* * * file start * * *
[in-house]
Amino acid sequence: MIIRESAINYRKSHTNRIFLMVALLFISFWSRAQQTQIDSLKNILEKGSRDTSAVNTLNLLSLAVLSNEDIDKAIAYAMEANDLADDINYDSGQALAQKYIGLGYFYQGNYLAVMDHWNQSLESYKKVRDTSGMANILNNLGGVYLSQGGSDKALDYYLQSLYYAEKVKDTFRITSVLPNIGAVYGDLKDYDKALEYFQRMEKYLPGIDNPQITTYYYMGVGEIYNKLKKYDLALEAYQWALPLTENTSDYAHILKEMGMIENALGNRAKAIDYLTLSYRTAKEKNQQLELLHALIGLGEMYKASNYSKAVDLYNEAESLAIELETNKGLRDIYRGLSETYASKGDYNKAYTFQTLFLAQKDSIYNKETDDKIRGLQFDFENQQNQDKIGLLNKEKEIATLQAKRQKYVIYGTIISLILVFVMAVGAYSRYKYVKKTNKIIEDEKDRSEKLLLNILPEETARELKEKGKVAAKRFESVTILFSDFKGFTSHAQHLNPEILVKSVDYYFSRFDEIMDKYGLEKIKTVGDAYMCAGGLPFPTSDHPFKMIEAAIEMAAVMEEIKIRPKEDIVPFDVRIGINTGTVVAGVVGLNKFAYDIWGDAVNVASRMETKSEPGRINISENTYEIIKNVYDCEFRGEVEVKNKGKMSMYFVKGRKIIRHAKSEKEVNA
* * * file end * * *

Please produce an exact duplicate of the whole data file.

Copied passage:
[in-house]
Amino acid sequence: MIIRESAINYRKSHTNRIFLMVALLFISFWSRAQQTQIDSLKNILEKGSRDTSAVNTLNLLSLAVLSNEDIDKAIAYAMEANDLADDINYDSGQALAQKYIGLGYFYQGNYLAVMDHWNQSLESYKKVRDTSGMANILNNLGGVYLSQGGSDKALDYYLQSLYYAEKVKDTFRITSVLPNIGAVYGDLKDYDKALEYFQRMEKYLPGIDNPQITTYYYMGVGEIYNKLKKYDLALEAYQWALPLTENTSDYAHILKEMGMIENALGNRAKAIDYLTLSYRTAKEKNQQLELLHALIGLGEMYKASNYSKAVDLYNEAESLAIELETNKGLRDIYRGLSETYASKGDYNKAYTFQTLFLAQKDSIYNKETDDKIRGLQFDFENQQNQDKIGLLNKEKEIATLQAKRQKYVIYGTIISLILVFVMAVGAYSRYKYVKKTNKIIEDEKDRSEKLLLNILPEETARELKEKGKVAAKRFESVTILFSDFKGFTSHAQHLNPEILVKSVDYYFSRFDEIMDKYGLEKIKTVGDAYMCAGGLPFPTSDHPFKMIEAAIEMAAVMEEIKIRPKEDIVPFDVRIGINTGTVVAGVVGLNKFAYDIWGDAVNVASRMETKSEPGRINISENTYEIIKNVYDCEFRGEVEVKNKGKMSMYFVKGRKIIRHAKSEKEVNA